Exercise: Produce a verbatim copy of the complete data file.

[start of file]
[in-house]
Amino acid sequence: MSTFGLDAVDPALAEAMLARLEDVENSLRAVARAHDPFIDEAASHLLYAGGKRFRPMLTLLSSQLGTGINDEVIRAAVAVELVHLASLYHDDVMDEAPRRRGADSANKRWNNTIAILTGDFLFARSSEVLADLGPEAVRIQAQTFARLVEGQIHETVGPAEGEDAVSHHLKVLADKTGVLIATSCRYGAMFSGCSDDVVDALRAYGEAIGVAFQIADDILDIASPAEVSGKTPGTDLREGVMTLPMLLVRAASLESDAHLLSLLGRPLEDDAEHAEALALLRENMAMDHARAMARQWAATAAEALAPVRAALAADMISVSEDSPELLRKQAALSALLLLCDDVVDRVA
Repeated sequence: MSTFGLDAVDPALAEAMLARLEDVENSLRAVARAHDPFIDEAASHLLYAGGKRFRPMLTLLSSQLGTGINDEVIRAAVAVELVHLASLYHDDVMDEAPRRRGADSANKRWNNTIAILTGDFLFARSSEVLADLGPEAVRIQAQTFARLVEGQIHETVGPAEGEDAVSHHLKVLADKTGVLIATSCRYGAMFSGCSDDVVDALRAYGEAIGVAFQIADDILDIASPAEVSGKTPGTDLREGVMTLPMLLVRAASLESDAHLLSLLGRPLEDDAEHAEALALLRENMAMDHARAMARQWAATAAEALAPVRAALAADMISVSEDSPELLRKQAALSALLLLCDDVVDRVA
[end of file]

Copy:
[in-house]
Amino acid sequence: MSTFGLDAVDPALAEAMLARLEDVENSLRAVARAHDPFIDEAASHLLYAGGKRFRPMLTLLSSQLGTGINDEVIRAAVAVELVHLASLYHDDVMDEAPRRRGADSANKRWNNTIAILTGDFLFARSSEVLADLGPEAVRIQAQTFARLVEGQIHETVGPAEGEDAVSHHLKVLADKTGVLIATSCRYGAMFSGCSDDVVDALRAYGEAIGVAFQIADDILDIASPAEVSGKTPGTDLREGVMTLPMLLVRAASLESDAHLLSLLGRPLEDDAEHAEALALLRENMAMDHARAMARQWAATAAEALAPVRAALAADMISVSEDSPELLRKQAALSALLLLCDDVVDRVA
Repeated sequence: MSTFGLDAVDPALAEAMLARLEDVENSLRAVARAHDPFIDEAASHLLYAGGKRFRPMLTLLSSQLGTGINDEVIRAAVAVELVHLASLYHDDVMDEAPRRRGADSANKRWNNTIAILTGDFLFARSSEVLADLGPEAVRIQAQTFARLVEGQIHETVGPAEGEDAVSHHLKVLADKTGVLIATSCRYGAMFSGCSDDVVDALRAYGEAIGVAFQIADDILDIASPAEVSGKTPGTDLREGVMTLPMLLVRAASLESDAHLLSLLGRPLEDDAEHAEALALLRENMAMDHARAMARQWAATAAEALAPVRAALAADMISVSEDSPELLRKQAALSALLLLCDDVVDRVA